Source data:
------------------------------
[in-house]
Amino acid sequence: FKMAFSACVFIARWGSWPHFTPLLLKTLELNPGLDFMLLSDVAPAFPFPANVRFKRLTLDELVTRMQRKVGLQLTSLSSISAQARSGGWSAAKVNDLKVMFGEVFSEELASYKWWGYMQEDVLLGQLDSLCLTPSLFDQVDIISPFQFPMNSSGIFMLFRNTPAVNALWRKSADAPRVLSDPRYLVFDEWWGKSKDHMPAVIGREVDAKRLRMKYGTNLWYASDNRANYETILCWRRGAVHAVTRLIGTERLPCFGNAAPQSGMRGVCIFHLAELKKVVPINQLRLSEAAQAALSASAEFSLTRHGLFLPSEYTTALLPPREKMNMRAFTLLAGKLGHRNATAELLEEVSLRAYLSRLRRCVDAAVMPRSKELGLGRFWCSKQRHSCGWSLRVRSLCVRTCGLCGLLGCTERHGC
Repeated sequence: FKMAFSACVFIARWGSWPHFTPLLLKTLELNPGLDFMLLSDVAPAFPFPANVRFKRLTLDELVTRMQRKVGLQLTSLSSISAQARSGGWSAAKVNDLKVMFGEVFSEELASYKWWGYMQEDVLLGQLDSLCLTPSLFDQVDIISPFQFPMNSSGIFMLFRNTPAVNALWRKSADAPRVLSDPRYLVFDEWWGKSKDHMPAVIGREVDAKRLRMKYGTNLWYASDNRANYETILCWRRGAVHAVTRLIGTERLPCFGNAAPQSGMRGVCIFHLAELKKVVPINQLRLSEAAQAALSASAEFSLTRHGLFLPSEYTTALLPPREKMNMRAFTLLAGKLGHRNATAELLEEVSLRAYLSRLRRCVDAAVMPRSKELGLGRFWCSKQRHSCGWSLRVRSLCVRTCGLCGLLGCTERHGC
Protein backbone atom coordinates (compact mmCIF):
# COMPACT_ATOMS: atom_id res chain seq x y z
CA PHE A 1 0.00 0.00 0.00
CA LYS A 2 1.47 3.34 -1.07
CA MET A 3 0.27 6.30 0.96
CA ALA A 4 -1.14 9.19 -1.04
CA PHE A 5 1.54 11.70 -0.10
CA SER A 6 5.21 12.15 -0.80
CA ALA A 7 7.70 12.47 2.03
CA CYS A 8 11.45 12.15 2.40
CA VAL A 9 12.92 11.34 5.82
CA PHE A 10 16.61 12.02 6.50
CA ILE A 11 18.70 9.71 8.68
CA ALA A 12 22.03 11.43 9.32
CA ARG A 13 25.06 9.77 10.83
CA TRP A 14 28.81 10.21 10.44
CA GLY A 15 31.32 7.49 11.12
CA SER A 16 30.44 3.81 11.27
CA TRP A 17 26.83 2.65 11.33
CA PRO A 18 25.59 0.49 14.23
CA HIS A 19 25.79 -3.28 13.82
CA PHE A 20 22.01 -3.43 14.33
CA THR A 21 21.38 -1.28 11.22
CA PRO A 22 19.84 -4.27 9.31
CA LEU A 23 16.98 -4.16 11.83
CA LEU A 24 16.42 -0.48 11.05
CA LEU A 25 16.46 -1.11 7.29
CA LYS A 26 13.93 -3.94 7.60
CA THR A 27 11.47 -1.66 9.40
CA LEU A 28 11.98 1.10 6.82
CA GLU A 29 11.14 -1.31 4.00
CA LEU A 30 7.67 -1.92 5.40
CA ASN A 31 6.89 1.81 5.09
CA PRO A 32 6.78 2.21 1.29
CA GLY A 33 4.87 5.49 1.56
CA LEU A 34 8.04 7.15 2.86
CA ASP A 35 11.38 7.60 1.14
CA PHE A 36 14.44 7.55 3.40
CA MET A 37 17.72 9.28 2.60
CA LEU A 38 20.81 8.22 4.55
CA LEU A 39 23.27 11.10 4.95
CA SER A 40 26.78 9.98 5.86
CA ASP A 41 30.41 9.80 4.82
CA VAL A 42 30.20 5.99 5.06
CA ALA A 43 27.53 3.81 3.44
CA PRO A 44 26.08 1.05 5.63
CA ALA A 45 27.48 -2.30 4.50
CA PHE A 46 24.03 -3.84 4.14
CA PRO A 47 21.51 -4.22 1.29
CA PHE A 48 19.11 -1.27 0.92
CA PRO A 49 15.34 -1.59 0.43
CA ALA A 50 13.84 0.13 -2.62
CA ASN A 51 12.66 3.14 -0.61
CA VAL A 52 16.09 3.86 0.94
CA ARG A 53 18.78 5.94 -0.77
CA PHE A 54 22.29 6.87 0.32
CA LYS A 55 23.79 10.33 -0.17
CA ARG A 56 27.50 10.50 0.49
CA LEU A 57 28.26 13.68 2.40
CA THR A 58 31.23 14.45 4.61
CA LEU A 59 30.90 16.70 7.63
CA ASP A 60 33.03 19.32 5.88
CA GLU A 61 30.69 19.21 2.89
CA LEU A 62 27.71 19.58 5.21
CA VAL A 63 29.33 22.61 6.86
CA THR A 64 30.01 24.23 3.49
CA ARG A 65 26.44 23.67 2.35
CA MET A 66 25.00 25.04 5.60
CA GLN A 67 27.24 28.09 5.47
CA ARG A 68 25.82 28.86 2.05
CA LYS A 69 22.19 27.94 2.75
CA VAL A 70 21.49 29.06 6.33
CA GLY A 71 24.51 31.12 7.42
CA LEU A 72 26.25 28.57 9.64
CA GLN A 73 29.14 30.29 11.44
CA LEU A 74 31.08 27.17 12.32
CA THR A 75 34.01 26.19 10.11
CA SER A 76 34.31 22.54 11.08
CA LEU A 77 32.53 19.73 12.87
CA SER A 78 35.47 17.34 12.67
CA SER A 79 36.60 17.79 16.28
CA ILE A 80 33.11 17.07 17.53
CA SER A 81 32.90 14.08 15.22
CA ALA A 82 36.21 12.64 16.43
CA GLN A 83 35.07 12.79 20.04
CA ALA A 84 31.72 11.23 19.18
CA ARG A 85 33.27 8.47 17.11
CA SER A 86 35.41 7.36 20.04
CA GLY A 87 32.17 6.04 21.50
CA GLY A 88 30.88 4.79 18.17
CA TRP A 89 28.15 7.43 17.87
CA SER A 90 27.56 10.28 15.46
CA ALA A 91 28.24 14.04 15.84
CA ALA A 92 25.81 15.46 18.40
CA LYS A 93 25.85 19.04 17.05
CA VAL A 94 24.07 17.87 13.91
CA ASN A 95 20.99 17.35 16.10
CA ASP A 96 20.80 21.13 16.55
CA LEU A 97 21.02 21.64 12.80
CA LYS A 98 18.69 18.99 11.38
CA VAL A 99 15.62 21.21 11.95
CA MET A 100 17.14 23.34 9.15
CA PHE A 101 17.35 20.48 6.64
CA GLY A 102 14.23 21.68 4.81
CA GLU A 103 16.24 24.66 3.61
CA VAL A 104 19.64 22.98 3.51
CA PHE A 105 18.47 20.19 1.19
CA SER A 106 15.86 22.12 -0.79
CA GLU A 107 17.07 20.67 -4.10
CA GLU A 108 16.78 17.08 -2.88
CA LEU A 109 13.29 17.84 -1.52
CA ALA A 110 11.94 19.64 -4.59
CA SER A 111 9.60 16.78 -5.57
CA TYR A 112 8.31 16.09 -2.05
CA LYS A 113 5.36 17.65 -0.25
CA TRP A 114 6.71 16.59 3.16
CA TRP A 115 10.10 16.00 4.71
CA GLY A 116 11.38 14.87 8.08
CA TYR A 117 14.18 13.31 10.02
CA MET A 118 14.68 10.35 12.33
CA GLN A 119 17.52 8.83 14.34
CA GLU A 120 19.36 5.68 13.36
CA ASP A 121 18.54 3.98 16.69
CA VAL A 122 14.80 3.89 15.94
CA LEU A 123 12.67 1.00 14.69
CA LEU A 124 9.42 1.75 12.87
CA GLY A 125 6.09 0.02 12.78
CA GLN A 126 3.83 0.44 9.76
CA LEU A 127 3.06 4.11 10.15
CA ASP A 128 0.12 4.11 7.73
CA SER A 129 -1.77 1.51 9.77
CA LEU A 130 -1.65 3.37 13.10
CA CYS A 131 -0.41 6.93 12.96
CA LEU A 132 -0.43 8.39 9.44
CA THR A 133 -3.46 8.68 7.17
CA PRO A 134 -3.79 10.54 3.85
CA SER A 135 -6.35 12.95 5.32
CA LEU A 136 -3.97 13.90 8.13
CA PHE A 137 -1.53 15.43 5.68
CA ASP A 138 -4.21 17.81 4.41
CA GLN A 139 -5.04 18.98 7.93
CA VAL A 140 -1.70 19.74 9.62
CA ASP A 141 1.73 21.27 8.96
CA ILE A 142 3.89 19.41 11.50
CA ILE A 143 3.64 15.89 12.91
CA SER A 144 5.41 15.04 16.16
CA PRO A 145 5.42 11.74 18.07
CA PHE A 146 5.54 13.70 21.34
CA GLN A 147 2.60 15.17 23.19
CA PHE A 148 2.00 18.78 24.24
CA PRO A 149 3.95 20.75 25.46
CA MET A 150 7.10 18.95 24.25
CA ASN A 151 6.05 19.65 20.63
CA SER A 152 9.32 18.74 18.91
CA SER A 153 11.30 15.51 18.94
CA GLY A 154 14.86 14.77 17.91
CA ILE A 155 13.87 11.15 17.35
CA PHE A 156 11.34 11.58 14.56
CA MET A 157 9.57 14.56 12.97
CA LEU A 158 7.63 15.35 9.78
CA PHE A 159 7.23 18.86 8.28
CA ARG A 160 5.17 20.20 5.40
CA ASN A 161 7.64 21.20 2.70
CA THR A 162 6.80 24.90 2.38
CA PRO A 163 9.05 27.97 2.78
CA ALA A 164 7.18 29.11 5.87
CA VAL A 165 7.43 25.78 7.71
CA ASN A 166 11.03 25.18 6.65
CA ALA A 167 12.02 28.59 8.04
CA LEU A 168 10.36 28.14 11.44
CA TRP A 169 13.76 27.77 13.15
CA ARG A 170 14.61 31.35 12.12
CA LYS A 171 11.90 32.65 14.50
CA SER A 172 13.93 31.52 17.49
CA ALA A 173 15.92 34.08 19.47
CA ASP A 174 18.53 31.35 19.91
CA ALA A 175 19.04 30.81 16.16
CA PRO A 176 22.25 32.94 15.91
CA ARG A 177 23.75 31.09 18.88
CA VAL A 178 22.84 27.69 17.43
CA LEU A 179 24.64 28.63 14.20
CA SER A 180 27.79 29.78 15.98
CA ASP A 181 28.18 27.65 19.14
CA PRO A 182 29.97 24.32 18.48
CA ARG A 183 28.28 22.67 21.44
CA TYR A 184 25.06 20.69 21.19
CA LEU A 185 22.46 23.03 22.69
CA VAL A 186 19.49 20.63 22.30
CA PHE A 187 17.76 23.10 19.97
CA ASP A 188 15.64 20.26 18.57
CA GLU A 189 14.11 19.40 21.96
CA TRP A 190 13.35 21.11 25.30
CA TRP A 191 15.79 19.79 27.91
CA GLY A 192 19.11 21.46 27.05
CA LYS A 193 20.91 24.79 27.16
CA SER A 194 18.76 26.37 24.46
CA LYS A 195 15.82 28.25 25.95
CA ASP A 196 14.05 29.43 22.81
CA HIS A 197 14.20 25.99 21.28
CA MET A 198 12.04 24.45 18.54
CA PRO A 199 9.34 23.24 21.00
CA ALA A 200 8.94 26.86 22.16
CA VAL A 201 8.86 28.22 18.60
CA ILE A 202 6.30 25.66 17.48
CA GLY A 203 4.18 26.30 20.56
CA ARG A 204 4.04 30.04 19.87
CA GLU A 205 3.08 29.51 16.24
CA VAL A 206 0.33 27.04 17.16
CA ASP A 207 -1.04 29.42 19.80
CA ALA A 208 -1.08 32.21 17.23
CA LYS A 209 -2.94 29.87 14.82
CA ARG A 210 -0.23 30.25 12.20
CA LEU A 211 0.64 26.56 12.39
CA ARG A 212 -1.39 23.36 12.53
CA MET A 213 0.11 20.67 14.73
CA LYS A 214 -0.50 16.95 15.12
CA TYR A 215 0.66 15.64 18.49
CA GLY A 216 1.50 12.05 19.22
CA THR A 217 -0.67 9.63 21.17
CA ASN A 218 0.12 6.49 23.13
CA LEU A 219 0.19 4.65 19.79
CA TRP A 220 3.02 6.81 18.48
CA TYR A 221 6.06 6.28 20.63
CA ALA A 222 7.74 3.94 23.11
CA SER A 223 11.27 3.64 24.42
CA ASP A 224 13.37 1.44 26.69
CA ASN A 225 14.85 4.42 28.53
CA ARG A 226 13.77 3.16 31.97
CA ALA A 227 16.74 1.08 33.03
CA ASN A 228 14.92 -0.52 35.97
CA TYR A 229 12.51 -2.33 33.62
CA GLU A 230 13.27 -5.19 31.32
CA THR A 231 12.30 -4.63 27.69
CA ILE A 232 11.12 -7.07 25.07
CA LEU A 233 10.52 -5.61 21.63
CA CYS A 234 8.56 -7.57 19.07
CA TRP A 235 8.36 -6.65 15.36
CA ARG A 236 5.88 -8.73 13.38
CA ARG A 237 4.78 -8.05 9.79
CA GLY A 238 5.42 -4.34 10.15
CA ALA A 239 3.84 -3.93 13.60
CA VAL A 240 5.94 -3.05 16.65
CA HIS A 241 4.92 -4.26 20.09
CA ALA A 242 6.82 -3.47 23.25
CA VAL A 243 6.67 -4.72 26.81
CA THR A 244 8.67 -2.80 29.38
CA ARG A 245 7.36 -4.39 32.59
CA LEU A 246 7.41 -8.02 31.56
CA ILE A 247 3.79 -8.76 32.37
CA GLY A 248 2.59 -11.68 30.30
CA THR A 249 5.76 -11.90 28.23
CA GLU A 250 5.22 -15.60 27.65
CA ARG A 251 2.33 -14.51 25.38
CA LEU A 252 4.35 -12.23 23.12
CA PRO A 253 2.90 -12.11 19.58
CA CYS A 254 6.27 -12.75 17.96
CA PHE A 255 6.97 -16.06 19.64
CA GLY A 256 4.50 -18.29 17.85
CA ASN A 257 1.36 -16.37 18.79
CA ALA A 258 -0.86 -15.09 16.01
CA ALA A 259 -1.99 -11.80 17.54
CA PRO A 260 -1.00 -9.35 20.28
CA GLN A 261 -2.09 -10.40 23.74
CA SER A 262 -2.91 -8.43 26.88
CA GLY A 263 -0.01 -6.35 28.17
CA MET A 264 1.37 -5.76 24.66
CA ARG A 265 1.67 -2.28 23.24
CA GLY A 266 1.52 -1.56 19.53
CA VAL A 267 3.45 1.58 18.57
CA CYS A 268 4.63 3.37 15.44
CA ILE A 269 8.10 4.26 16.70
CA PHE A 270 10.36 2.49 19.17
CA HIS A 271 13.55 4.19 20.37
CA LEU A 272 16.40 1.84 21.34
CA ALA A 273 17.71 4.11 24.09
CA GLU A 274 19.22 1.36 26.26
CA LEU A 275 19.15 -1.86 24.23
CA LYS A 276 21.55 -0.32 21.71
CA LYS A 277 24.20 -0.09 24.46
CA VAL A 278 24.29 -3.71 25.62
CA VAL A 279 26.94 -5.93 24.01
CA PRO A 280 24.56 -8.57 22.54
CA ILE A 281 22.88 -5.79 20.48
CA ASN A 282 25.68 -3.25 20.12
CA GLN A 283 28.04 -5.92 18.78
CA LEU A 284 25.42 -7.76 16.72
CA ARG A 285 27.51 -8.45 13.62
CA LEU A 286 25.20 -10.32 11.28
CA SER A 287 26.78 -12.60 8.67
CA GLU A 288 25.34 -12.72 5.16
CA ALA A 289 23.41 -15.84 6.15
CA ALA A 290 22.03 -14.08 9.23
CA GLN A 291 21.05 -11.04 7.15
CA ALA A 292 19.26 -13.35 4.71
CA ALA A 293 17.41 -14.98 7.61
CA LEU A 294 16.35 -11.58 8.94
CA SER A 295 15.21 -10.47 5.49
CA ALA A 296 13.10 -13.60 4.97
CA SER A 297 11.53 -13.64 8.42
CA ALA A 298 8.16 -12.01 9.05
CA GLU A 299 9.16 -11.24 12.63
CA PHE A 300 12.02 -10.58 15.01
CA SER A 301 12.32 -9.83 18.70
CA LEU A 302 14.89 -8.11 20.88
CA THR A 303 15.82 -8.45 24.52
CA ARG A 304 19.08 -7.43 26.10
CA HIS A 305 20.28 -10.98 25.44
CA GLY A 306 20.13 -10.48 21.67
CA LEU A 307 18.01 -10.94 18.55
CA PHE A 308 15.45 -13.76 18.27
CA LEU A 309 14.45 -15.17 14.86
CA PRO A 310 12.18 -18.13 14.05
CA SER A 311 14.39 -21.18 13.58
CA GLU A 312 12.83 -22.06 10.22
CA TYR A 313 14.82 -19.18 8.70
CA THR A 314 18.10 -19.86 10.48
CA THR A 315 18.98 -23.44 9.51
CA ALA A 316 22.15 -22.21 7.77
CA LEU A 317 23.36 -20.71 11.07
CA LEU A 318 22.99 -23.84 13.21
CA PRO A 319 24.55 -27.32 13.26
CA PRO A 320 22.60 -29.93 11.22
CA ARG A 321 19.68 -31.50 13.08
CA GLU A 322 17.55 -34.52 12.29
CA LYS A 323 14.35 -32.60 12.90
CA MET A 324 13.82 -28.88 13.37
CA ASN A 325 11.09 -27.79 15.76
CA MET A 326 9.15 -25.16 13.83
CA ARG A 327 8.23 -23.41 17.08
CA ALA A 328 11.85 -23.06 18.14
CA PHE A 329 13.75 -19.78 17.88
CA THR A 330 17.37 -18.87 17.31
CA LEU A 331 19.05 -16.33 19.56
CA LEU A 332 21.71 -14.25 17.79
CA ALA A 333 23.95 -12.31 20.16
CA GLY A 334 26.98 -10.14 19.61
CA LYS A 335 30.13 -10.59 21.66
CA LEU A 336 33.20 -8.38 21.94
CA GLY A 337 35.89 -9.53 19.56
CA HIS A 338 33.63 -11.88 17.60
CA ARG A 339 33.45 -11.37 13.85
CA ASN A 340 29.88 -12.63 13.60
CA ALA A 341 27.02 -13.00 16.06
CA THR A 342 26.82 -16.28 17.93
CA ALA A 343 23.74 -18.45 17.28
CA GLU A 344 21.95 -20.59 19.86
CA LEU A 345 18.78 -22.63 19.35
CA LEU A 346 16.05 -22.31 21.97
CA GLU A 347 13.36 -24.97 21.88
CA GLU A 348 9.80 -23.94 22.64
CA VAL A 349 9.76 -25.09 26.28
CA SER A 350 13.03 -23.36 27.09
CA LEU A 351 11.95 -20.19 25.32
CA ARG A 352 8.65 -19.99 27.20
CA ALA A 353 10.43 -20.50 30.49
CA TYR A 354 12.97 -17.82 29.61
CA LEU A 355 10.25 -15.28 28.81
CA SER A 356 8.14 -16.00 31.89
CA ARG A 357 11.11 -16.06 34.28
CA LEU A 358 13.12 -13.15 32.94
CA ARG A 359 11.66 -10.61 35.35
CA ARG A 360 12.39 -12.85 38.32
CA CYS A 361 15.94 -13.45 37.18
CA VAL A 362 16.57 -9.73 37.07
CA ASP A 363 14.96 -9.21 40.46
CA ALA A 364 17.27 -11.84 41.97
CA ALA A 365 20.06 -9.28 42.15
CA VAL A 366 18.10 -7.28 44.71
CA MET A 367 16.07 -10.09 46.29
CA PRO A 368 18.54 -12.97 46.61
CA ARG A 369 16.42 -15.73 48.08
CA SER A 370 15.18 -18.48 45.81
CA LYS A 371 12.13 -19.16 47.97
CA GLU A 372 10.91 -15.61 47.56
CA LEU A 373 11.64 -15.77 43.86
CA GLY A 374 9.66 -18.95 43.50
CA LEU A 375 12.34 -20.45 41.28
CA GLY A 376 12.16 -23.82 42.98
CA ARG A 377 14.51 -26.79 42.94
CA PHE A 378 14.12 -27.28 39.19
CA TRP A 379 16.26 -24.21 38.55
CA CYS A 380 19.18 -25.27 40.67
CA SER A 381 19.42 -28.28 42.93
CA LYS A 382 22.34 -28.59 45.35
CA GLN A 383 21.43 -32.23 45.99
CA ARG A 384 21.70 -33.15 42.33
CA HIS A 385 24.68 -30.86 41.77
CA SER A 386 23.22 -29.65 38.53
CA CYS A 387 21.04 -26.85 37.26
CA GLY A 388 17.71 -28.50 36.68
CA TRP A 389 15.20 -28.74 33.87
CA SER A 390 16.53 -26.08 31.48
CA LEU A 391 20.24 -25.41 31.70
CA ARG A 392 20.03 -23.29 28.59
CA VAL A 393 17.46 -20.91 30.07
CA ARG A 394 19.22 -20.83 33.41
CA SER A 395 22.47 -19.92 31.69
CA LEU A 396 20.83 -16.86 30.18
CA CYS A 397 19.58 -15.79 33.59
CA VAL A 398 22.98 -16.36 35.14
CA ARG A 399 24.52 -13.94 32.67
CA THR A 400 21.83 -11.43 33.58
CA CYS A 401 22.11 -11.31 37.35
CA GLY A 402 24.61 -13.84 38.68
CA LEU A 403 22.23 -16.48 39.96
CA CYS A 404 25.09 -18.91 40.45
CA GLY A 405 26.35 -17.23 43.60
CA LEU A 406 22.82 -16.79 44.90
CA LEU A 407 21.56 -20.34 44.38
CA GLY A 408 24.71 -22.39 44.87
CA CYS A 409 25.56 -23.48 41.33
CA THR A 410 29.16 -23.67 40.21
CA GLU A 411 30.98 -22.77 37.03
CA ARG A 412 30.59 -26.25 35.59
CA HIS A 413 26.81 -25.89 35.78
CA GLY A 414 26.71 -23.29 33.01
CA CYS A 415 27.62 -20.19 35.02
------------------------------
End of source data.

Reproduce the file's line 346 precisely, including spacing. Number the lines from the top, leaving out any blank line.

CA ALA A 341 27.02 -13.00 16.06